“And the reason I use an iceberg is (because) you go into this investigation with just the top showing, but as you went through and evidence was collected … the amount of evidence that began to be captured via the internet and other investigation tools built tremendously.”
The iceberg revealed
Investigators said Aldawsari’s goal was to carry out jihad, though his attorneys claimed he was a harmless failure who never came close to attacking anyone.
FBI bomb experts said the amounts of chemicals in the case would have yielded almost 15 pounds of explosives — about the same amount used per bomb in the 2005 London subway attacks.
During his trial, Aldawsari’s attorneys acknowledged that their client had intent, but they argued he never took the “substantial step” needed to convict him.
Aldawsari wrote in his journal that he had been planning a terror attack in the U.S. for years, even before he came to the country on a scholarship, and that it was “time for jihad,” according to court documents. He bemoaned the plight of Muslims and said he was influenced by Osama bin Laden’s speeches.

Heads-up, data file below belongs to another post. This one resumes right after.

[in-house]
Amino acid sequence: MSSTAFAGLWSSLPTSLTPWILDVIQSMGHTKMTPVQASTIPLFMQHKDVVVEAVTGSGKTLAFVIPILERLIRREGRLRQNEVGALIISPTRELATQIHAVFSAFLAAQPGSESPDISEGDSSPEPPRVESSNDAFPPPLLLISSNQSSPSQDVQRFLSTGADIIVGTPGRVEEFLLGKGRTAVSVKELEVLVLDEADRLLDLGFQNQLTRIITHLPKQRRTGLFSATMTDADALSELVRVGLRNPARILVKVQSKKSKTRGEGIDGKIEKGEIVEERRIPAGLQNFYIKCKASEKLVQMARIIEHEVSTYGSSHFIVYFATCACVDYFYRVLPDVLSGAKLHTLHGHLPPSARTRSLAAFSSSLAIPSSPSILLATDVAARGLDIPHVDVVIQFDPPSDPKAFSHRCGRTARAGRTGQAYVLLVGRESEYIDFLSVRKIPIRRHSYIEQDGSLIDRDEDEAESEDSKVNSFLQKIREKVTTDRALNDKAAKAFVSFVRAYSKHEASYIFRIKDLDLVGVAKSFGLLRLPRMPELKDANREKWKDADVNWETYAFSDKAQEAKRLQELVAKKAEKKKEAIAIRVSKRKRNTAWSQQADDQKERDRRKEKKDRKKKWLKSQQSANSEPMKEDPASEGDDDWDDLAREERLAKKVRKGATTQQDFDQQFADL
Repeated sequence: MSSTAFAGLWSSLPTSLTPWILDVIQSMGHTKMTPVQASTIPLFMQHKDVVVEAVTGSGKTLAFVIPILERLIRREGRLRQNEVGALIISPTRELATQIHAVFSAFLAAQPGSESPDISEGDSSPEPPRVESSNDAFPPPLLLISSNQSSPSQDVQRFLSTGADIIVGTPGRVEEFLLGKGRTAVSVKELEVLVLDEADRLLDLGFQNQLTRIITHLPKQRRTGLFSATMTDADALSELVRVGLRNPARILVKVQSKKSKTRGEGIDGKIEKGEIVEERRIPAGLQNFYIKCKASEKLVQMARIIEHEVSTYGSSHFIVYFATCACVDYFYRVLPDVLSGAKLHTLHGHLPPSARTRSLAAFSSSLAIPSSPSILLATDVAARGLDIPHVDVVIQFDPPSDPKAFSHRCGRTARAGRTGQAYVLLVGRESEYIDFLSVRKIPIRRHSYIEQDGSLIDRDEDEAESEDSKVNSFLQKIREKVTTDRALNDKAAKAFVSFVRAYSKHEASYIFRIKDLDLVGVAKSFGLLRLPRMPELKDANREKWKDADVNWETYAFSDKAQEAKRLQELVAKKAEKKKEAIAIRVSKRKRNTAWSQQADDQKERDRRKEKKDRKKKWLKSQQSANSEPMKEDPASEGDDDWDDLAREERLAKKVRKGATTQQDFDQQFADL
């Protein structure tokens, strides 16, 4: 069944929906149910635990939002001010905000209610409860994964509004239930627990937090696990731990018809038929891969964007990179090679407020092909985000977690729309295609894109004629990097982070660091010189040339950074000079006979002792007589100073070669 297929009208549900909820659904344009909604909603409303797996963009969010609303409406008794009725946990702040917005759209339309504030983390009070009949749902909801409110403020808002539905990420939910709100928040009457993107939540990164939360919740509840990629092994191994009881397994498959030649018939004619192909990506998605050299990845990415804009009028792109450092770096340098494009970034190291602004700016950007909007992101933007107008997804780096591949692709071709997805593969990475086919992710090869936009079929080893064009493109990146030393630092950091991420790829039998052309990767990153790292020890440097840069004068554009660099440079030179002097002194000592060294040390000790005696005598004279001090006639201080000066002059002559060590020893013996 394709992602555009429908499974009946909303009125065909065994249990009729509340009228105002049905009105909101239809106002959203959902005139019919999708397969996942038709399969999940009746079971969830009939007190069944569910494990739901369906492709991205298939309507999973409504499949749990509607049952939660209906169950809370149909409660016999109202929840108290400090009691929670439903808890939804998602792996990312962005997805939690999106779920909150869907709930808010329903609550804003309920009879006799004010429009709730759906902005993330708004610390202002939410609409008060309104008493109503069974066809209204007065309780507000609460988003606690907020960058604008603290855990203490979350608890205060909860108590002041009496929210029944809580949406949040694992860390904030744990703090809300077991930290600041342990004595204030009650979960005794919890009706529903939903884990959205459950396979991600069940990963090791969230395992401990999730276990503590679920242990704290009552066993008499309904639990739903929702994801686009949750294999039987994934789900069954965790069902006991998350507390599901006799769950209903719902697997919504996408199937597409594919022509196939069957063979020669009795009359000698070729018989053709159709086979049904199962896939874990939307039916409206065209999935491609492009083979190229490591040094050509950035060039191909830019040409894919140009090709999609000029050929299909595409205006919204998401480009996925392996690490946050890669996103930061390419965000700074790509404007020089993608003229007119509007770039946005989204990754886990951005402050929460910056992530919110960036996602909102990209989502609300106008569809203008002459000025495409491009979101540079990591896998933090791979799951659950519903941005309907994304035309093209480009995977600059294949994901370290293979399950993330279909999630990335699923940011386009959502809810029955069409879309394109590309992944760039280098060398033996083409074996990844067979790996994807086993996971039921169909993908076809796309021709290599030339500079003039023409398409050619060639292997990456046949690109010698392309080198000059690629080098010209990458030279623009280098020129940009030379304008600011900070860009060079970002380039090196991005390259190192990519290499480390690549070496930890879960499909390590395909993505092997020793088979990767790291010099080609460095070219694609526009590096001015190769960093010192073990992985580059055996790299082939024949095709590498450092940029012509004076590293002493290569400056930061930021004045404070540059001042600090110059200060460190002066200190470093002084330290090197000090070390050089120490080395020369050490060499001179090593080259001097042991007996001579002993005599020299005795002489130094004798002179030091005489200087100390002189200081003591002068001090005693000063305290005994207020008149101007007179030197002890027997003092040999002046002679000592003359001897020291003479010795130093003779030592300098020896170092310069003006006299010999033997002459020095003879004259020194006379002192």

Court records show a major Saudi Arabian chemical company largely owned by the country’s ruling royal family helped pay Aldawsari’s tuition, living and medical expenses.
Authorities said Aldawsari purchased bottles of sulfuric and nitric acids — chemicals that can be combined with phenol to create the explosive Picric acid, or trinitrophenol (TNP).
Investigators say they were tipped off to his online purchases by chemical company Carolina Biological Supply and shipping company Con-way Freight on Feb. 1, 2011. The chemical company reported a $435 suspicious purchase to the FBI, while the shipping company notified Lubbock police and the FBI because it appeared the order wasn’t intended for commercial use.
Court records show Aldawsari had successfully ordered 30 liters of nitric acid and three gallons of concentrated sulfuric acid in December 2010.
At his trial, prosecutors played recordings of a frustrated Aldawsari complaining to the supply company when his order of phenol was held up. He had allegedly told the company he wanted the phenol for research to develop a cleaning solution.
‘You would have done it’
Judge Donald Walter, who declined to speak with the Globe-News for this article, handed down the life sentence in Amarillo in November 2013 — a move about which he was clearly conflicted.
The judge said that he wrestled with the fact that Aldawsari had no previous history of this type of behavior. He directly asked Aldawsari what happened to make him change.
Aldawsari addressed the judge quietly at his sentencing, saying that he was happy when he was in Nashville and that life changed when he came to Texas Tech.